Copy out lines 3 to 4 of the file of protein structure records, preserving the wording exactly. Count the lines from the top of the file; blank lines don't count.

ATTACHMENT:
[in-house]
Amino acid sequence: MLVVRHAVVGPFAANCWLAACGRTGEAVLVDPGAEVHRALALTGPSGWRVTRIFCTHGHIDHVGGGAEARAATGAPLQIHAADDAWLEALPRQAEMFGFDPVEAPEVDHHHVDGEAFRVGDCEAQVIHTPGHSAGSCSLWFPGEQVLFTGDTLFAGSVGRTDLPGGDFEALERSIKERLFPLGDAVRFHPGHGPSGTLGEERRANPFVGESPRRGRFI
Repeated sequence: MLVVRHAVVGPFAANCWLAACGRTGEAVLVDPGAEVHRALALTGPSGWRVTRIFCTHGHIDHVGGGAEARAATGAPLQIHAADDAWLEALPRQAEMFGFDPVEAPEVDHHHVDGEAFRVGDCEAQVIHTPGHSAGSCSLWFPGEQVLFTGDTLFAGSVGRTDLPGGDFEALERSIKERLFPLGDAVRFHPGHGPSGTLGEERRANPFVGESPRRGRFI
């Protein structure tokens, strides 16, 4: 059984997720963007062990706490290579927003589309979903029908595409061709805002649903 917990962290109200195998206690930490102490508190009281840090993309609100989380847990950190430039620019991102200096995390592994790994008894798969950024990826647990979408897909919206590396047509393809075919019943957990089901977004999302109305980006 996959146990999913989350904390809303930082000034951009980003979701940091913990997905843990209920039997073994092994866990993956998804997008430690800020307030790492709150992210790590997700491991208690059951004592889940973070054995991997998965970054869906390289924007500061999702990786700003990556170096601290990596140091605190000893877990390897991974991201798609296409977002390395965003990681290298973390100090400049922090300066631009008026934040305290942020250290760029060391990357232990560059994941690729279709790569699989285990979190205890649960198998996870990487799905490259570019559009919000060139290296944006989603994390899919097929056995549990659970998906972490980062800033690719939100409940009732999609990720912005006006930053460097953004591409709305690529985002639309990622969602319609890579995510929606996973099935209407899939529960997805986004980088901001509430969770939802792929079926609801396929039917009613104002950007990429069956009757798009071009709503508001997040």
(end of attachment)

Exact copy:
Repeated sequence: MLVVRHAVVGPFAANCWLAACGRTGEAVLVDPGAEVHRALALTGPSGWRVTRIFCTHGHIDHVGGGAEARAATGAPLQIHAADDAWLEALPRQAEMFGFDPVEAPEVDHHHVDGEAFRVGDCEAQVIHTPGHSAGSCSLWFPGEQVLFTGDTLFAGSVGRTDLPGGDFEALERSIKERLFPLGDAVRFHPGHGPSGTLGEERRANPFVGESPRRGRFI
């Protein structure tokens, strides 16, 4: 059984997720963007062990706490290579927003589309979903029908595409061709805002649903 917990962290109200195998206690930490102490508190009281840090993309609100989380847990950190430039620019991102200096995390592994790994008894798969950024990826647990979408897909919206590396047509393809075919019943957990089901977004999302109305980006 996959146990999913989350904390809303930082000034951009980003979701940091913990997905843990209920039997073994092994866990993956998804997008430690800020307030790492709150992210790590997700491991208690059951004592889940973070054995991997998965970054869906390289924007500061999702990786700003990556170096601290990596140091605190000893877990390897991974991201798609296409977002390395965003990681290298973390100090400049922090300066631009008026934040305290942020250290760029060391990357232990560059994941690729279709790569699989285990979190205890649960198998996870990487799905490259570019559009919000060139290296944006989603994390899919097929056995549990659970998906972490980062800033690719939100409940009732999609990720912005006006930053460097953004591409709305690529985002639309990622969602319609890579995510929606996973099935209407899939529960997805986004980088901001509430969770939802792929079926609801396929039917009613104002950007990429069956009757798009071009709503508001997040």